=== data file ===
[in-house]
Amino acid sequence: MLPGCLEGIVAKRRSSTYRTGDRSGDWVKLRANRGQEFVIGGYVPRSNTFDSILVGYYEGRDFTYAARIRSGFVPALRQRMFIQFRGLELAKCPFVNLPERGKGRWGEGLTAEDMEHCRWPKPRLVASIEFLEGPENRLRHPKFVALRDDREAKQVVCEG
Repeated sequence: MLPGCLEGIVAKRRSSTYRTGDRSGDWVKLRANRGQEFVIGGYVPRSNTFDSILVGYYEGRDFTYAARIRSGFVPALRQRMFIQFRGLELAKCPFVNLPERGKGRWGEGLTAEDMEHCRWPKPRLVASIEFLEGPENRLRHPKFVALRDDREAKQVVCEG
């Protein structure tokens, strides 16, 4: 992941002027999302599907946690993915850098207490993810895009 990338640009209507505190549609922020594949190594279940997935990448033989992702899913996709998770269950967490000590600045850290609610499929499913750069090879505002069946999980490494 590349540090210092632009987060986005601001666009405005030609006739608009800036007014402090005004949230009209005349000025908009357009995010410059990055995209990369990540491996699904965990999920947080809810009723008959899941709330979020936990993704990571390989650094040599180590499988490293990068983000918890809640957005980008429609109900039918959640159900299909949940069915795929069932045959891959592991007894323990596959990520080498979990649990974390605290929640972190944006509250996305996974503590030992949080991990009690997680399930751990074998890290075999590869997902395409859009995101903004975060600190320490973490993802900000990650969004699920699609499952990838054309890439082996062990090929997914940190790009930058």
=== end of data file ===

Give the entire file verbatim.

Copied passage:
[in-house]
Amino acid sequence: MLPGCLEGIVAKRRSSTYRTGDRSGDWVKLRANRGQEFVIGGYVPRSNTFDSILVGYYEGRDFTYAARIRSGFVPALRQRMFIQFRGLELAKCPFVNLPERGKGRWGEGLTAEDMEHCRWPKPRLVASIEFLEGPENRLRHPKFVALRDDREAKQVVCEG
Repeated sequence: MLPGCLEGIVAKRRSSTYRTGDRSGDWVKLRANRGQEFVIGGYVPRSNTFDSILVGYYEGRDFTYAARIRSGFVPALRQRMFIQFRGLELAKCPFVNLPERGKGRWGEGLTAEDMEHCRWPKPRLVASIEFLEGPENRLRHPKFVALRDDREAKQVVCEG
């Protein structure tokens, strides 16, 4: 992941002027999302599907946690993915850098207490993810895009 990338640009209507505190549609922020594949190594279940997935990448033989992702899913996709998770269950967490000590600045850290609610499929499913750069090879505002069946999980490494 590349540090210092632009987060986005601001666009405005030609006739608009800036007014402090005004949230009209005349000025908009357009995010410059990055995209990369990540491996699904965990999920947080809810009723008959899941709330979020936990993704990571390989650094040599180590499988490293990068983000918890809640957005980008429609109900039918959640159900299909949940069915795929069932045959891959592991007894323990596959990520080498979990649990974390605290929640972190944006509250996305996974503590030992949080991990009690997680399930751990074998890290075999590869997902395409859009995101903004975060600190320490973490993802900000990650969004699920699609499952990838054309890439082996062990090929997914940190790009930058």